As I cleaned off my Nikon FE, a stiff wind of nostalgia blew over me and I was emotionally transported back to the summer of 1979. I was working at our family business, a dry cleaning and laundry started in 1926 and still humming. Summers in Georgia are HOT and this summer at the New Way Cleaners was scorching.
In a laundry business, at least in this one, everything runs on steam power. The shirt and pants presses, the hot water that washed the clothes, the steam used to remove creases from clothing, all of it used a powerful furnace that produced steam in this warehouse-sized building.
The heat indoors was incredible and thinking back on it, it was almost unbearable. I checked the thermometer hung on the wall in the rear of the building and it stood at 107 F on this mid-June afternoon.
On this June day, my uncle, Henry, let me use his credit card to call B&H Photo in New York and order a new film camera. I already purchased a Nikon FM the summer before, and imagined that the new iteration of the camera, a partially automatic one would change the way I took pictures. I gave him the $220.00 for the camera and grabbed his card and the phone. I placed the order, gave out the credit card number, and the shipment was placed that day, said the representative on the phone, and I almost squealed for joy at this new found luck! The incredible ability to order something over the phone and have it delivered to my door was a completely new phenomenon to me.
All of the feelings of that experience rushed into my head as I dusted off the camera for a run at some 35mm film photography.
After a few years of neglect, the camera was no worse for wear, having been stored in a cool, dry place. The battery was still functioning and I loaded the camera with some ILFORD HP5 to begin wandering the area around my house to find shots to take. I’m starting small, here, working back up to the street photography that I loved. I attached my 105mm lens and began the process of composition.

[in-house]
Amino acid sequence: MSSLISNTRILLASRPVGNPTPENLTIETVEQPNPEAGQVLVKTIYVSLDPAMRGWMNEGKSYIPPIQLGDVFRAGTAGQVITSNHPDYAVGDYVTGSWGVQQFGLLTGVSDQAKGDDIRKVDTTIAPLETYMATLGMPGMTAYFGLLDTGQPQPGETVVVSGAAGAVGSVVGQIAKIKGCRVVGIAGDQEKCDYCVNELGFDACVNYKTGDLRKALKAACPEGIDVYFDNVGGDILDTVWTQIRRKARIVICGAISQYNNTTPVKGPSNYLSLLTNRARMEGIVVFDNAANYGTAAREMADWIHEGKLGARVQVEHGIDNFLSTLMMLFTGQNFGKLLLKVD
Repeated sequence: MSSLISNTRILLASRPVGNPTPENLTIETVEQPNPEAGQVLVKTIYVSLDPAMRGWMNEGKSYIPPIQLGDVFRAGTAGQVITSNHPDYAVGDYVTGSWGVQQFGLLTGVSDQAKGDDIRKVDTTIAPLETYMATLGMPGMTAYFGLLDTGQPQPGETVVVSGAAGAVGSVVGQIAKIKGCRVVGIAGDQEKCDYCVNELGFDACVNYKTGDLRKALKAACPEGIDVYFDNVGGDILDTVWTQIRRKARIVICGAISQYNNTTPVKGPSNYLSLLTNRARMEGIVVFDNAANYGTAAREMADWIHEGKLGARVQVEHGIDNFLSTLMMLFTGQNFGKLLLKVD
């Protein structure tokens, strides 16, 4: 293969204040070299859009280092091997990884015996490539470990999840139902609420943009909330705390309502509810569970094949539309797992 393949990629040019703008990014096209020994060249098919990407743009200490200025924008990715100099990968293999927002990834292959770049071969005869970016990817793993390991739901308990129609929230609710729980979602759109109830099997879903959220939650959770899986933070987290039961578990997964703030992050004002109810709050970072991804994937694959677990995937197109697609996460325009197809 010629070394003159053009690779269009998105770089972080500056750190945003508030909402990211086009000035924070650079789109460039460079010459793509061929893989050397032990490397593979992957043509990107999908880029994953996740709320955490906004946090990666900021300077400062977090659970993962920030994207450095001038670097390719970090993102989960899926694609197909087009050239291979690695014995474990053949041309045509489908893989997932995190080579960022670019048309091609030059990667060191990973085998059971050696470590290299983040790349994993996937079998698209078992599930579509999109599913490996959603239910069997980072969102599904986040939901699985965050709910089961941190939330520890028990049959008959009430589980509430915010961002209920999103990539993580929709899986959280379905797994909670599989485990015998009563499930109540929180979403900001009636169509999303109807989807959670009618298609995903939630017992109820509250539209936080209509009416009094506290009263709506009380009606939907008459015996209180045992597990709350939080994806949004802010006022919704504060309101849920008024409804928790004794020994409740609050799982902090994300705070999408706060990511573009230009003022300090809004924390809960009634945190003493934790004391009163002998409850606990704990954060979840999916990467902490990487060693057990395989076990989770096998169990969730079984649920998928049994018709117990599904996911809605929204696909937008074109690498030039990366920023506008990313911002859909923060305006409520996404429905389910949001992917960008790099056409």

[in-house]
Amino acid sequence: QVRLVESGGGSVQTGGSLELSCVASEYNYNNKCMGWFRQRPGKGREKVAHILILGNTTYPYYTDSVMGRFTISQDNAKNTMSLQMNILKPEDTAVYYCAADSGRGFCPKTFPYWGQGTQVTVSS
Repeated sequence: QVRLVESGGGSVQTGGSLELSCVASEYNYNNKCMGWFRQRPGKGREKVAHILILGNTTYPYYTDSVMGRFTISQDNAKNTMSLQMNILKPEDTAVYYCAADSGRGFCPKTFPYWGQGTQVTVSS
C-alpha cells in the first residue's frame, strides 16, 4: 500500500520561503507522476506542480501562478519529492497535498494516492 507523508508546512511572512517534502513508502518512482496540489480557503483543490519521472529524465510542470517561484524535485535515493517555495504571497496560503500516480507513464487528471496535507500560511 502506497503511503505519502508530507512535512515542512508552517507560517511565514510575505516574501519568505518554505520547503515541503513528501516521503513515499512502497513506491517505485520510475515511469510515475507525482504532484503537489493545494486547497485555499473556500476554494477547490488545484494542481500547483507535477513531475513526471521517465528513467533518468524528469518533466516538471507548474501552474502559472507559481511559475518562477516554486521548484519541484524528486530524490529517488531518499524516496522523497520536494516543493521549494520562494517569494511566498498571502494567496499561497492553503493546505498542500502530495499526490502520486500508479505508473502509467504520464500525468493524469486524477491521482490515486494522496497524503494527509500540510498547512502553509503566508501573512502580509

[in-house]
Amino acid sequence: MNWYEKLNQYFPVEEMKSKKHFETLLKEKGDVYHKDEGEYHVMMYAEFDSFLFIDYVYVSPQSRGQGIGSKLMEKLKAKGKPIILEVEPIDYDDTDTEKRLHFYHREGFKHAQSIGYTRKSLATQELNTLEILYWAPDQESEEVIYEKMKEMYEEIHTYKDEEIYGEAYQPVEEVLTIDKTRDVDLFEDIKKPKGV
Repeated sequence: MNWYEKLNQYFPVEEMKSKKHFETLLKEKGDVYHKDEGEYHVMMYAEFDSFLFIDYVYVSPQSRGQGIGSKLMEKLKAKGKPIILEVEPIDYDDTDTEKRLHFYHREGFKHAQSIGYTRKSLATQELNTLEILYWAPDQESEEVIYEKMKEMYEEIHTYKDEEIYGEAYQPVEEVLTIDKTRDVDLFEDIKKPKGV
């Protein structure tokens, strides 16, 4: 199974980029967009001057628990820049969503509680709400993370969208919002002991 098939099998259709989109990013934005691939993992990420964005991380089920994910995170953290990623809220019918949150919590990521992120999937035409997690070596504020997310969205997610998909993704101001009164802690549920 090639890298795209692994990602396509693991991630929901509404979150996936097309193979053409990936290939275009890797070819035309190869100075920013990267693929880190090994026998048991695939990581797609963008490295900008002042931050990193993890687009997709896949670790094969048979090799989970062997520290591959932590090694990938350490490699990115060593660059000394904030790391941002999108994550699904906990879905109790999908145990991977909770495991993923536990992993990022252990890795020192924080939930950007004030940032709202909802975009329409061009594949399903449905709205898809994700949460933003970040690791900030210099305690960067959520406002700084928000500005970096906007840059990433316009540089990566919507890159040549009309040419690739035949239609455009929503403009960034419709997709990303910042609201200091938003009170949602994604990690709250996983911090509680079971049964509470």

As I used the camera, all of that nostalgia again swept through me and I was a 14 year old kid in Georgia, finding places to take pictures. I don’t have any of those B&W negatives from those years, but I do have hundreds of slides. I look back at my work and some of it is remarkable…my vision was spot on and the images are so interesting. Much of it is nature photography, and my various street shots captured a moment or two.
What I want and what I need right now is to recapture some imagination and the feeling of seeing things new, for the first time. To experience the wonder and joy of a moment through the lens of a camera and to express that moment in the way I see it. That deep desire for self expression has driven me for years and getting back to the 35mm film camera after all of this time is the right thing at the right moment. It’s my attempt to see the world again after hiding from it for so long (more on THIS topic in another post).
If you haven’t used a film camera or wonder at the process of taking pictures that requires manual focus and exposure, capturing the image to film is an involved and beautiful process of negotiation. As a film photographer, you’re always negotiating with yourself, the camera, the light around you, the film you’ve chosen, and the placement of the camera in the world. This process is short-circuited in the age of digital capture in which seeing and shooting is a matter of point and press. (Yes, I am simplifying here)
With film, a lot of the work comes before you even raise the camera to your eye and focus on the object. Setting exposure and focus comes first before you’ve even created the shot. The fun is when you learn that you can play around with exposure, focus, and placement. You can blur the background, changing the depth of field and isolating your subject. On lenses with a wide aperture (opening for the light to come through the lens), you can isolate objects in such a way that they almost jump off of the image into life.
As I take these photos, I will post them here to reveal some of the world I see. It doesn’t really matter if anyone sees these ramblings…it’s the act of taking pictures that makes it so wonderful.
May you be happy, may you be well.